Clay Maitland

On a quest for quality in shipping

Cruise disaster could have larger lessons

I noticed an article from Melissa Bert, a USCG captain, that asks some interesting questions about Costa Concordia, current safety regs and training procedures. Continue reading

Balancing size and safety.

AS WE approach the 100th anniversary of the sinking of the Titanic this coming April, passengership safety remains an important issue. Continue reading

Does industry lack integrity when it comes to dangerous cargo safety?

Shipping industry conspicuously silent about Vinalines Queen death toll Continue reading

The mind of a man

As everyone from the popular media to the ship’s operators queue up to condemn the master of the Costa Concordia, how many of his accusers takes a moment to consider for a moment what must have been going through the mind of that man as he felt the rocks bite into the port side of his huge ship? Continue reading

The changing face of flag authorities

QUALITY and performance standards are, in these times of economic woe, often more important to the struggling shipowner and operator than back in the days when money grew on trees — or seemed to.

“Value is where you find it,” one owner recently remarked. “Particularly operational value. I have to run my ships. I need professional knowledge to do that. Knowledge — or skill — costs money. Competent professional skills must be two things: available and affordable.”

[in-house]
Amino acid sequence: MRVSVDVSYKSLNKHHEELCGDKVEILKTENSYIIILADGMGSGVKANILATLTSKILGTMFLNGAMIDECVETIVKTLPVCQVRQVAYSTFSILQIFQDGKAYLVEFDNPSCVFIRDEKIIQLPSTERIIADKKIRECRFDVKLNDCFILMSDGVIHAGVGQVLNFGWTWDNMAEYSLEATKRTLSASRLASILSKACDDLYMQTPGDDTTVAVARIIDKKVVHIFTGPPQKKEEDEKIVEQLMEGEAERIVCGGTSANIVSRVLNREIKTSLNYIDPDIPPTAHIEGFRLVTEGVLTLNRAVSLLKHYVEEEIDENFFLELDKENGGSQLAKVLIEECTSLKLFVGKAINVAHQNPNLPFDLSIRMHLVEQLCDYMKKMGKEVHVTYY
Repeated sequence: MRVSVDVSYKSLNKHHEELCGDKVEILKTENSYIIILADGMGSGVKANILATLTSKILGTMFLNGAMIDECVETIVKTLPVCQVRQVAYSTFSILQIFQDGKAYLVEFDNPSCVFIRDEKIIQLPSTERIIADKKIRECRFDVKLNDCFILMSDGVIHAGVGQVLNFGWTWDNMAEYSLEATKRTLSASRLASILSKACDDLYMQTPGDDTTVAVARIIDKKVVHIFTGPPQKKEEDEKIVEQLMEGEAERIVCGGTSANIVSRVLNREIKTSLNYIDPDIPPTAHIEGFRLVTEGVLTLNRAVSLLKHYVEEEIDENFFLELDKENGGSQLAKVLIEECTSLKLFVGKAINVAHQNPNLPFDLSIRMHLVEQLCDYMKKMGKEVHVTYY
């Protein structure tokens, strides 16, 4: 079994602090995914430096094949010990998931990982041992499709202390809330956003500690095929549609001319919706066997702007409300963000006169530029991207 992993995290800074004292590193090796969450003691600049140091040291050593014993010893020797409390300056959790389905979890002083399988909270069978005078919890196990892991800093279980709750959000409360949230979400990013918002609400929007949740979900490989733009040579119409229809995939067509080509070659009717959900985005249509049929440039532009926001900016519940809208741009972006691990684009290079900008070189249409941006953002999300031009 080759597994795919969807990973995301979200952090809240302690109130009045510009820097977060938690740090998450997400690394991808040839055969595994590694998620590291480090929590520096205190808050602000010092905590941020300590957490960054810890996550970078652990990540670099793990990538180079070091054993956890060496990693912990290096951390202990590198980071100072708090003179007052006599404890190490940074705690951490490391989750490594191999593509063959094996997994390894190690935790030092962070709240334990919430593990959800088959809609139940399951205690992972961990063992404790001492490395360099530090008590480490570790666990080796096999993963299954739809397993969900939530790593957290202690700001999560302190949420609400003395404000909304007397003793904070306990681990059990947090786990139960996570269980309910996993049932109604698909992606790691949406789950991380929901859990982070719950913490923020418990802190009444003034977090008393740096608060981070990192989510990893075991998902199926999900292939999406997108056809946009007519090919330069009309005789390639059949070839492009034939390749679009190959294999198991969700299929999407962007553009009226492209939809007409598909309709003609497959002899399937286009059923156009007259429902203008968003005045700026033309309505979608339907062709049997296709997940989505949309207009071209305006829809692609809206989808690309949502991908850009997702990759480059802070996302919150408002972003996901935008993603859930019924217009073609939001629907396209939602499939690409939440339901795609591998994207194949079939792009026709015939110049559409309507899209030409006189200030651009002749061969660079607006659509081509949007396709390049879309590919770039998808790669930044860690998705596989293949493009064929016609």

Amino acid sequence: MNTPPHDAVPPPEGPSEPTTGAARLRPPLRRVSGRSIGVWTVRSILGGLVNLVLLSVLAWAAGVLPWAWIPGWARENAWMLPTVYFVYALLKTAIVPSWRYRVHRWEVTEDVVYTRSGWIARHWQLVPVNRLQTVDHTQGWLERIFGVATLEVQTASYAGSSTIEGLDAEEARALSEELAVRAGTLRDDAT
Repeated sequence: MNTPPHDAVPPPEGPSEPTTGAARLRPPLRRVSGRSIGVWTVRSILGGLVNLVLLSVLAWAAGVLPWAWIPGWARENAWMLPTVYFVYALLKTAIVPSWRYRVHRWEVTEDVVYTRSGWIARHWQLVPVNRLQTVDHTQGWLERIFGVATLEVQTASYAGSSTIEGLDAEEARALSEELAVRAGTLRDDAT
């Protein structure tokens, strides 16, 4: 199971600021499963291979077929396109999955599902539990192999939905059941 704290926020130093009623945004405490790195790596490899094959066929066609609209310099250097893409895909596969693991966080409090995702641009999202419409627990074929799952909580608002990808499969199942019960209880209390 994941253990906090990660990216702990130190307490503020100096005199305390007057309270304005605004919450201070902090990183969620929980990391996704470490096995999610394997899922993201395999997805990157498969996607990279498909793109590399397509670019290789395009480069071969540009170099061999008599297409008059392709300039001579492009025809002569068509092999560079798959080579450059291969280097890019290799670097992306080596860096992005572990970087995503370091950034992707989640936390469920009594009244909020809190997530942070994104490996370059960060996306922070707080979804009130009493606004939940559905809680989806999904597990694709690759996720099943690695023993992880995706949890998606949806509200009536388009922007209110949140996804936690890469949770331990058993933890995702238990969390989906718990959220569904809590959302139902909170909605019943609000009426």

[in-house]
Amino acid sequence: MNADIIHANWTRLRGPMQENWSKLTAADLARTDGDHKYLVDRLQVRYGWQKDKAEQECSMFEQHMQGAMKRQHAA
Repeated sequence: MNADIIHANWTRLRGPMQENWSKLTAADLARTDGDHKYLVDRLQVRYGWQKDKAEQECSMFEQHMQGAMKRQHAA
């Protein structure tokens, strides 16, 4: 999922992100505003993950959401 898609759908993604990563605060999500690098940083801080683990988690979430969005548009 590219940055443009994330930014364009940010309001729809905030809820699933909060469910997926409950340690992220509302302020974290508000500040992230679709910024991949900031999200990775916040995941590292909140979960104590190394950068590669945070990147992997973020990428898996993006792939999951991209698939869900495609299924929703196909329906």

A great but little-noted change that has taken place in the last few years has been loss of seasoned, competent professional talent. Perhaps because of its expense, shipboard and shoreside establishments are becoming leaner.

There is less experience, at any price it seems, to be found on board ship; less… Continue reading

Things to fix.

It is, of course, too early to be making pronouncements about the grounding of the Costa Concordia, while the courageous divers are still probing the underwater horrors of a huge capsized ship. Continue reading

The percentage game again

There is a lot of luck involved in salvage. Those involved in the salvage of the containershp Rena which went aground on the Astrolabe Reef off Tauranga three months ago might have comforted themselves with the prospect of better weather as the southern spring gave way to summer. Alas, as the tourists have complained, it has been a lousy summer in New Zealand, and the broken halves of the containership with wreckage and cargo swirling up the tide bear witness to this salvage rapidly giving way to a “wreck removal” contract.

But as containerships go, this is a tiddler compared to the giants now entering service on the main line routes. How do salvors, and everyone else from… Continue reading

A grim reminder of present problems

Before we get too exercised by the commemoration of the Titanic centenary, it might be quite apposite to recall that next month it will be 25 years since the purpose-built 1150teu containership Hanjin Incheon was lost in the North Pacific with all on board. Continue reading

Another hazardous cargo, another sinking

On Christmas day, the bulk carrier Vinalines Queen, carrying a cargo of nickel ore from Morowali, Indonesia, to China, went missing. The ship and its crew of 22 must now be considered lost. Continue reading

Symbols of maritime decline

Our government’s present inability to land a cargo of gasoline in a U.S.-flag vessel in icebound Nome, Alaska, symbolizes the shortage of foresight of our maritime policy makers. We are unable to provide a U.S.-flag ice-strengthened tanker to lift cargo between points in the United States (within Alaska), and will apparently have to secure the services of a Russian vessel instead. Continue reading